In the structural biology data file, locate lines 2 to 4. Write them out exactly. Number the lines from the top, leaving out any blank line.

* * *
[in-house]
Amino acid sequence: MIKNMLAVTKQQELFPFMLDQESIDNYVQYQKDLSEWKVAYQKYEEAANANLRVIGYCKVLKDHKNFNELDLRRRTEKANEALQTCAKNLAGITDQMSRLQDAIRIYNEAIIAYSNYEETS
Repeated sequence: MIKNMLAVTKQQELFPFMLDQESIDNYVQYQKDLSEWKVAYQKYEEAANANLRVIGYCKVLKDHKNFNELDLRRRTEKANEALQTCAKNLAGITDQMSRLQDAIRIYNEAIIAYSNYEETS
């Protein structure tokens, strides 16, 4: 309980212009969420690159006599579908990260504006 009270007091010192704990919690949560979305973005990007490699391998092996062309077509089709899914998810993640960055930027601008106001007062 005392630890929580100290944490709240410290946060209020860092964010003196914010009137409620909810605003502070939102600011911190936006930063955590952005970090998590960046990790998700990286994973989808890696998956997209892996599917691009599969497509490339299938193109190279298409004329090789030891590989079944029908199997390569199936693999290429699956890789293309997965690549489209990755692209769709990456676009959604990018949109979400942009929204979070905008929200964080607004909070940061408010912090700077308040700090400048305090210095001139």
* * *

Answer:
Amino acid sequence: MIKNMLAVTKQQELFPFMLDQESIDNYVQYQKDLSEWKVAYQKYEEAANANLRVIGYCKVLKDHKNFNELDLRRRTEKANEALQTCAKNLAGITDQMSRLQDAIRIYNEAIIAYSNYEETS
Repeated sequence: MIKNMLAVTKQQELFPFMLDQESIDNYVQYQKDLSEWKVAYQKYEEAANANLRVIGYCKVLKDHKNFNELDLRRRTEKANEALQTCAKNLAGITDQMSRLQDAIRIYNEAIIAYSNYEETS
């Protein structure tokens, strides 16, 4: 309980212009969420690159006599579908990260504006 009270007091010192704990919690949560979305973005990007490699391998092996062309077509089709899914998810993640960055930027601008106001007062 005392630890929580100290944490709240410290946060209020860092964010003196914010009137409620909810605003502070939102600011911190936006930063955590952005970090998590960046990790998700990286994973989808890696998956997209892996599917691009599969497509490339299938193109190279298409004329090789030891590989079944029908199997390569199936693999290429699956890789293309997965690549489209990755692209769709990456676009959604990018949109979400942009929204979070905008929200964080607004909070940061408010912090700077308040700090400048305090210095001139």